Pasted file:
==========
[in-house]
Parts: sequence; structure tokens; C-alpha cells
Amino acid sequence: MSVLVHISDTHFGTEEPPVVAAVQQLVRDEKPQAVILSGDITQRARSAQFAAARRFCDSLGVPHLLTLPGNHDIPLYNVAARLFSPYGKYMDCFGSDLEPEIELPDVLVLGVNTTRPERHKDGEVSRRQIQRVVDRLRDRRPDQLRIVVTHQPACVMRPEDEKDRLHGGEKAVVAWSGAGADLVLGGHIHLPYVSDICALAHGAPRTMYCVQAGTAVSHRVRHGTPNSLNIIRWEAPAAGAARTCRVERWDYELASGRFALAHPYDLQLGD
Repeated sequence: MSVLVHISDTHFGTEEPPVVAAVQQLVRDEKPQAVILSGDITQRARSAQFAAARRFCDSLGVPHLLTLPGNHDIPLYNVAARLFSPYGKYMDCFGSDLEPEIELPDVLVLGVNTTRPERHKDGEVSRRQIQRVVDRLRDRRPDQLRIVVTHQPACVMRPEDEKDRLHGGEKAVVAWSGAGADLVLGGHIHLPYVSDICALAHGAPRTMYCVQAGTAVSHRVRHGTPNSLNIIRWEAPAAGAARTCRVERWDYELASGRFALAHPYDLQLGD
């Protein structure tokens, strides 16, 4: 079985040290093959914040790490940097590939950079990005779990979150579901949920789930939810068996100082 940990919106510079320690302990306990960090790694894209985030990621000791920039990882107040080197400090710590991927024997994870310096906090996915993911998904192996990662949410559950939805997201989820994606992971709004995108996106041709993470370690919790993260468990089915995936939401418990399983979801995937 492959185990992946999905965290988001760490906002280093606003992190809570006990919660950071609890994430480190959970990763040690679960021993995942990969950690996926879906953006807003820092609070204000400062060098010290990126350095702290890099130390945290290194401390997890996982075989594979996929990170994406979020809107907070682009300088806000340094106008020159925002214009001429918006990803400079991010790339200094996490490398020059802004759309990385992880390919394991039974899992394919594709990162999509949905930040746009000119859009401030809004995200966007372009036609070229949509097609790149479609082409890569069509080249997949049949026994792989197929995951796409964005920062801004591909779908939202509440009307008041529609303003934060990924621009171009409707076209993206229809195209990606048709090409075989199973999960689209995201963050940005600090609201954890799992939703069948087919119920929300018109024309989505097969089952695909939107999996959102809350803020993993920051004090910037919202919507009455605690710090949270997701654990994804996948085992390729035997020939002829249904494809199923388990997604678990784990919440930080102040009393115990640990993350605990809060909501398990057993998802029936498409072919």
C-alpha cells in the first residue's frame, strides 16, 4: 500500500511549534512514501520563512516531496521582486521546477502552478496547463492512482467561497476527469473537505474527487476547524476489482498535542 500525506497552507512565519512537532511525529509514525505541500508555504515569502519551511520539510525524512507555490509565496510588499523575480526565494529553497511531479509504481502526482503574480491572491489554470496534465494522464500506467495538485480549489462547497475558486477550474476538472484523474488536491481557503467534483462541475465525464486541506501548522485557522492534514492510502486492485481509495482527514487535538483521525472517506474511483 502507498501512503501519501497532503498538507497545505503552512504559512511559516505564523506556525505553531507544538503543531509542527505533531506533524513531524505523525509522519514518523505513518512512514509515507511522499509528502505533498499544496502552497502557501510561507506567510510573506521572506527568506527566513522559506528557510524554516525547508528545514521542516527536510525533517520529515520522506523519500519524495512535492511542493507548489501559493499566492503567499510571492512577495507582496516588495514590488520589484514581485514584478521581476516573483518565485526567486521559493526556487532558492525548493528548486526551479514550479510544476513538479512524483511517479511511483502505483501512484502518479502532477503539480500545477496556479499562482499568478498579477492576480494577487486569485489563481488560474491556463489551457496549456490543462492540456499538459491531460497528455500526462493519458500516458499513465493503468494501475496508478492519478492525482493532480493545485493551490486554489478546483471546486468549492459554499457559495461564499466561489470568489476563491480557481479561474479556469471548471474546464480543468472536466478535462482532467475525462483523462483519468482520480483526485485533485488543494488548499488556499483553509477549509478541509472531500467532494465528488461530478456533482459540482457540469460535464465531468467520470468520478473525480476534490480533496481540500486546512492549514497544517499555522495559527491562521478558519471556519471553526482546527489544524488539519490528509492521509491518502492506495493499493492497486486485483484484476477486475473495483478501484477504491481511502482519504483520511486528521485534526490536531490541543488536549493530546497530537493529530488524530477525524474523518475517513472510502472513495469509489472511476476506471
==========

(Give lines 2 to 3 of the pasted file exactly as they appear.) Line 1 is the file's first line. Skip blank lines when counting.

Parts: sequence; structure tokens; C-alpha cells
Amino acid sequence: MSVLVHISDTHFGTEEPPVVAAVQQLVRDEKPQAVILSGDITQRARSAQFAAARRFCDSLGVPHLLTLPGNHDIPLYNVAARLFSPYGKYMDCFGSDLEPEIELPDVLVLGVNTTRPERHKDGEVSRRQIQRVVDRLRDRRPDQLRIVVTHQPACVMRPEDEKDRLHGGEKAVVAWSGAGADLVLGGHIHLPYVSDICALAHGAPRTMYCVQAGTAVSHRVRHGTPNSLNIIRWEAPAAGAARTCRVERWDYELASGRFALAHPYDLQLGD